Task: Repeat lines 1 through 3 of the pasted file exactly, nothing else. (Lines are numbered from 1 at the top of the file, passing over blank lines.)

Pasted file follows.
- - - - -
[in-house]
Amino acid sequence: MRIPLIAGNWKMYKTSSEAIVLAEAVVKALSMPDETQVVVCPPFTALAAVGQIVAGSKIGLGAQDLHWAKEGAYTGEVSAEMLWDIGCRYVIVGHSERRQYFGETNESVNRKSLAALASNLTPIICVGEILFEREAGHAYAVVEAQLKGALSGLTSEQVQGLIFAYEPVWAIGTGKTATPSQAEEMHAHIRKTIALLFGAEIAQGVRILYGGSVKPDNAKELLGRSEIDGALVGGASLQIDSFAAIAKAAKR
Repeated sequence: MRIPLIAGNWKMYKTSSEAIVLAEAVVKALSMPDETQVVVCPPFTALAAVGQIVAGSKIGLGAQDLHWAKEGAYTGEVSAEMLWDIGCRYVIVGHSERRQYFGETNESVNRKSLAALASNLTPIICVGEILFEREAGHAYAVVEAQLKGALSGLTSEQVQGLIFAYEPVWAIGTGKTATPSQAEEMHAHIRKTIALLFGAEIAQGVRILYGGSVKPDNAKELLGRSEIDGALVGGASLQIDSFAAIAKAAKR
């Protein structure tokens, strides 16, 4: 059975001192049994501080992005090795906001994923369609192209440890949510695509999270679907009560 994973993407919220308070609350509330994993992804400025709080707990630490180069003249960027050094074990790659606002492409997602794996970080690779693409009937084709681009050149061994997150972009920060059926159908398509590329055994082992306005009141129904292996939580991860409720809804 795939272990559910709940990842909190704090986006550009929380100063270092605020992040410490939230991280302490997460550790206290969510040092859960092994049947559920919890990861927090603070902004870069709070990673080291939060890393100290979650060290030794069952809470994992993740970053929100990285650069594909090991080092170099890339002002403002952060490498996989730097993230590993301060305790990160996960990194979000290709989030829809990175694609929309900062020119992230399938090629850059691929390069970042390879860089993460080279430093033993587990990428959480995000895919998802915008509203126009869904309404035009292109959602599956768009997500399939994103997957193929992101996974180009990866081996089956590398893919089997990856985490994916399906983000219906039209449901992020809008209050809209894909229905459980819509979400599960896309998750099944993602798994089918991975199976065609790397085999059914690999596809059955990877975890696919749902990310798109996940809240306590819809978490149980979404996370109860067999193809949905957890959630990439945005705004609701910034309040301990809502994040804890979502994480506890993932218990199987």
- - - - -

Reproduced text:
[in-house]
Amino acid sequence: MRIPLIAGNWKMYKTSSEAIVLAEAVVKALSMPDETQVVVCPPFTALAAVGQIVAGSKIGLGAQDLHWAKEGAYTGEVSAEMLWDIGCRYVIVGHSERRQYFGETNESVNRKSLAALASNLTPIICVGEILFEREAGHAYAVVEAQLKGALSGLTSEQVQGLIFAYEPVWAIGTGKTATPSQAEEMHAHIRKTIALLFGAEIAQGVRILYGGSVKPDNAKELLGRSEIDGALVGGASLQIDSFAAIAKAAKR
Repeated sequence: MRIPLIAGNWKMYKTSSEAIVLAEAVVKALSMPDETQVVVCPPFTALAAVGQIVAGSKIGLGAQDLHWAKEGAYTGEVSAEMLWDIGCRYVIVGHSERRQYFGETNESVNRKSLAALASNLTPIICVGEILFEREAGHAYAVVEAQLKGALSGLTSEQVQGLIFAYEPVWAIGTGKTATPSQAEEMHAHIRKTIALLFGAEIAQGVRILYGGSVKPDNAKELLGRSEIDGALVGGASLQIDSFAAIAKAAKR